F2M: THE BOY WITHIN by Hazel Edwards and Ryan Kennedy

Tuesday, February 16, 2010

What happens when who you are on the inside clashes with what you are on the outside?

All adolescents face the quest for identity, but gender change complicates ‘coming of age’.

School-leaver Skye plays guitar in her all-girl band, The Chronic Cramps. Making her name in the punk music scene is easier than FTM (female to male) transitioning: from Skye to Finn, from girl to man. At the school reunion, Finn faces victimisation, but challenges the bullies.

Uncovering genetic mysteries about family heritage tears the family apart. Gran’s loved sibling Al was also Alberta. Transgender identity is more than hormones and surgery, it’s about acceptance. Going public, Finn sings FTM lyrics on TV.

With a little help from bemused mates and parents who don’t want to lose a daughter, but who love their teenager, Finn is transitioning.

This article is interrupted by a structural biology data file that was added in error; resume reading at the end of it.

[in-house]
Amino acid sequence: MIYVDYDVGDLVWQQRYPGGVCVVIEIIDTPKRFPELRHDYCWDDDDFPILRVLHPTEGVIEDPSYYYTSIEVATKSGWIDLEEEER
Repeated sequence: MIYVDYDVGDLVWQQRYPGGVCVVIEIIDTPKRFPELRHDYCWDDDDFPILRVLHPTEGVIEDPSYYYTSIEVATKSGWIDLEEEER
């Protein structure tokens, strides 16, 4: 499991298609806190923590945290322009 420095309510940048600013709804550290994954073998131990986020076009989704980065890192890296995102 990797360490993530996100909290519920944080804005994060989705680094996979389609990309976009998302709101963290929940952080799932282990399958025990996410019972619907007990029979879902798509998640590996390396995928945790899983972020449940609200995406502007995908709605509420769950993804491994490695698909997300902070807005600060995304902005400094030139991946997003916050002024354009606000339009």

This is a fantastic, groundbreaking novel - I think the fact that one of the writers is trans himself adds to the authenticity of the novel and the issue of gender transitioning was dealt with honestly. Hopefully this is a novel that will both entertain and educate teenaged readers.

The elements of Skye/Finn's life in the novel outside of his gender transition - the punk music, zines, blogs - all added greatly to the novel. His situation in the novel - having finished school but not yet employed or studying further - is not one often seen in YA novels, but one that reflects the lives of a lot of older teenagers. It's an in-between life stage, which also reflects Skye/Finn's in-between gender issues.

I think teenagers will be able to relate to Skye/Finn in that everyone feels to some degree unhappy with their appearance and different on the inside to the way they appear physically. Skye/Finn's dilemma is just a bit more extreme than being unhappy with your weight or hair colour.

I felt that we didn't get a strong enough sense of the other characters in Skye/Finn's life. I think because we were so much in his head, we never really got to know the other characters enough. I would have liked to find out more about Skye/Finn's friends, as well as finding out more about the really big events in Skye/Finn's transition - it would have been great for those elements to be developed slightly further.

I strongly recommend this book to people who love GLBT fiction, and teenaged (and older) readers looking for an enlightening, funny, fast and original read.

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